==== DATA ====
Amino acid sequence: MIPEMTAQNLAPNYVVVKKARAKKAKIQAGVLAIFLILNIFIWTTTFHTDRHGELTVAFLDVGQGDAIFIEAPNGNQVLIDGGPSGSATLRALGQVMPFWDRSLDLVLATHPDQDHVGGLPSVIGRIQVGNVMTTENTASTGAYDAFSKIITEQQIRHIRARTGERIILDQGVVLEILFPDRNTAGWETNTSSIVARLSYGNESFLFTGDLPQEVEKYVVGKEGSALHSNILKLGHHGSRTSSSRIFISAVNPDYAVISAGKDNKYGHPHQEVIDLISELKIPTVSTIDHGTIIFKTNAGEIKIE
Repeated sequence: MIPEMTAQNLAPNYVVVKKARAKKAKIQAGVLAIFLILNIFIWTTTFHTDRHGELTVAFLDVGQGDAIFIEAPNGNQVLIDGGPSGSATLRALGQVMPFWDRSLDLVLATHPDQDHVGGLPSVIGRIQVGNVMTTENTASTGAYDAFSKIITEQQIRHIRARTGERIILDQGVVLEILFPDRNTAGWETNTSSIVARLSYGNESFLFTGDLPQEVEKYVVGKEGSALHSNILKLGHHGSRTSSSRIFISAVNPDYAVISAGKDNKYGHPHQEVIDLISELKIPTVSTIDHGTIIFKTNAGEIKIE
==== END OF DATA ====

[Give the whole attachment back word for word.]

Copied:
Amino acid sequence: MIPEMTAQNLAPNYVVVKKARAKKAKIQAGVLAIFLILNIFIWTTTFHTDRHGELTVAFLDVGQGDAIFIEAPNGNQVLIDGGPSGSATLRALGQVMPFWDRSLDLVLATHPDQDHVGGLPSVIGRIQVGNVMTTENTASTGAYDAFSKIITEQQIRHIRARTGERIILDQGVVLEILFPDRNTAGWETNTSSIVARLSYGNESFLFTGDLPQEVEKYVVGKEGSALHSNILKLGHHGSRTSSSRIFISAVNPDYAVISAGKDNKYGHPHQEVIDLISELKIPTVSTIDHGTIIFKTNAGEIKIE
Repeated sequence: MIPEMTAQNLAPNYVVVKKARAKKAKIQAGVLAIFLILNIFIWTTTFHTDRHGELTVAFLDVGQGDAIFIEAPNGNQVLIDGGPSGSATLRALGQVMPFWDRSLDLVLATHPDQDHVGGLPSVIGRIQVGNVMTTENTASTGAYDAFSKIITEQQIRHIRARTGERIILDQGVVLEILFPDRNTAGWETNTSSIVARLSYGNESFLFTGDLPQEVEKYVVGKEGSALHSNILKLGHHGSRTSSSRIFISAVNPDYAVISAGKDNKYGHPHQEVIDLISELKIPTVSTIDHGTIIFKTNAGEIKIE